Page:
How do I figure out what to do with my professional life? Will I always feel helpless and bored?

Credit cards USA

How do I figure out what to do with my professional life? I have always been considered a smart and ambitious young woman. I have an honours bachelor degree, a master’s degree from an internationally lauded university and I excel at whatever job I’ve held (which has been at least 10 in the past 10 years). However I find little to no satisfaction in my working life. I’ve tried everything from archaeology to winemaking to high-flying philanthropy to real estate, but nothing sticks. My parents think I’m a “Pollyanna” who just gets excited at the prospect of something and then disappointed once the rose-coloured glasses come off. I don’t think that’s the whole picture. I am a hard worker, very committed when I start out, often even working myself to burnout.

I have an analytical mind, but I don’t think I’m overly critical once the honeymoon ends, as my parents suggest. Will I always feel helpless and bored and pointless at work? How can I find something that pays to have a moderate standard of living, that I don’t hate doing and engages me enough that I don’t feel like quitting? I have many decades-long hobbies and friendships, and studied hard for many years, so I know that I’m not “a quitter” by nature, just with work. Sometimes I think, did I use up all my effort too early in life?

While I love my job, I resent having to work at all. Any advice? | Leading questionsRead more

Eleanor says: Honestly, you might hate work because work hates you, or at least, is relatively indifferent to you. I don’t mean that to sound dramatic or sinister or particular to you. It’s just that work – the apparatus of exchanging time for money – isn’t designed to make you feel anything good. It’s arguably inclined to make you feel pretty bad, no matter how fulfilling the task you’re ostensibly engaged in. This is why even people with high-paid “dream jobs” in social conscience work or creative fields still have long periods where the drudge outweighs the joy, from grants to emails to colleagues to the sheer effect on one’s time. It isn’t an especially emotional or biting claim to say that work doesn’t care about you. It’s a bit like saying a logic board doesn’t care about you: it wasn’t designed to. Professions are designed to connect money and services, and it would be very surprising if a system designed to do that also by coincidence made the people inside it feel good.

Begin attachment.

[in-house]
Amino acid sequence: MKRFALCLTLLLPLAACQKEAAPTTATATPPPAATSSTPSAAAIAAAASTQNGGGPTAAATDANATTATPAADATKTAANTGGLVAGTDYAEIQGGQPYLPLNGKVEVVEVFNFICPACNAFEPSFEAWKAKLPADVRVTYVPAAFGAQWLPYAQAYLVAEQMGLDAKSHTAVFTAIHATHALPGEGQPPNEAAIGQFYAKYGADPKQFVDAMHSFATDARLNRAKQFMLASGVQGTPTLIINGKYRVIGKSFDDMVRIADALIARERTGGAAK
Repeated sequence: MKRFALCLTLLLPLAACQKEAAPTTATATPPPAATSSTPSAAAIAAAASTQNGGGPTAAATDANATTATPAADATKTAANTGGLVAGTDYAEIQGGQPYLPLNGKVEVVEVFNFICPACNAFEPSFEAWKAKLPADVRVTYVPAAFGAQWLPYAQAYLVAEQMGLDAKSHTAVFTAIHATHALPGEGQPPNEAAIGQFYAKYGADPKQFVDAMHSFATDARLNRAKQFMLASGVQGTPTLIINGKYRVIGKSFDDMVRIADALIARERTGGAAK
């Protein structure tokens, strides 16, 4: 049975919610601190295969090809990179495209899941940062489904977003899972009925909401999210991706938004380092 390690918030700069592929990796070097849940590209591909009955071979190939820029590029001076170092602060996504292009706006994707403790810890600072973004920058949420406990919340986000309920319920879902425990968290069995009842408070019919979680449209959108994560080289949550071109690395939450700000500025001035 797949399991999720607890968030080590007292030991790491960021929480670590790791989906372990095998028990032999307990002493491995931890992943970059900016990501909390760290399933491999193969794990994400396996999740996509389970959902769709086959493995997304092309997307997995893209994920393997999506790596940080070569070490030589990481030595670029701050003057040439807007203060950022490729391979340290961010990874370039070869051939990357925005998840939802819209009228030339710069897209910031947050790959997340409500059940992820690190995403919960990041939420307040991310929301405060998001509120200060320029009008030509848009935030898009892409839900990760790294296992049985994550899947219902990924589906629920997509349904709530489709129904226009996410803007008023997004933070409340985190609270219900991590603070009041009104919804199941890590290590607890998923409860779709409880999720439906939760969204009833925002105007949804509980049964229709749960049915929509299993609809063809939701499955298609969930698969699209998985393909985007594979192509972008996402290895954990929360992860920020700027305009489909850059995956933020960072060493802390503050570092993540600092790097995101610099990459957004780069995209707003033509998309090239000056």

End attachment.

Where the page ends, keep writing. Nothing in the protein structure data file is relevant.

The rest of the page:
Why can’t AvantiGas deliver? We’re about to run out of fuel

It’s fairly natural that in any relationship, after investing shovels of hope and barrels full of energy, things start to sour when you realise you aren’t getting back what you thought you would.

If we were getting the same hope to frustration ratio from a person – a friend or a relative – it wouldn’t take us long to think that maybe they’re the problem. But the possibility that work itself could be the problem is a little harder to articulate. We don’t want to give up the idea that the thing we spend most of our time doing could be made to feel straightforwardly fulfilling. So the frustration starts to feel like it’s something we could remove if we just pull enough levers – implement enough systems, use enough time-management tools, hone the personal goals a little more. This just might not be true: the undercurrent sense of couldn’t-there-be-more might be an ineliminable part of work.

Treat work as the place you earn the money and insist on separate time to feed the others

Credit USA

So perhaps the reason you’ve felt frustrated with work is it’s natural to turn on something that continually disappoints you.

That isn’t just a sentence to doom. A bit like the realisation that no relationship can single-handedly make you happy, the realisation that work can’t – and isn’t designed to – sate your spirit can be freeing as well as sad. It means that you can do what many people are too busy (with work!) to do: find things outside a profession that give you what you’re missing.

  Women £570 a year worse off after 12 years of Conservatives, says Labour

You asked how you can find something that “pays a moderate standard of living, that I don’t hate doing, and engages me enough that I don’t feel like quitting”. Perhaps you could try to split these three goals into separate parts of life: treat work as the place you earn the money and insist on separate time to feed the others. I’ve written before that time outside work can (should) be more than just the absence of work: perhaps this is the space to explore the things that feed your intelligence and capability.

It’s a wretched feature of contemporary existence that so much of everybody’s time is spent standing and serving others, lifting boxes, sitting in an open-plan fluorescent office, manning a Cisco phone – whatever you do to pay the rent. Once we realise fulfilment is likely to be outside those doors, it becomes less painful when we don’t find it within them.

Ask us a question

Do you have a conflict, crossroads or dilemma you need help with? Eleanor Gordon-Smith will help you think through life’s questions and puzzles, big and small. Questions can be anonymous.

  • If you’re having trouble using the form, click here. Read terms of service here

Leave a Reply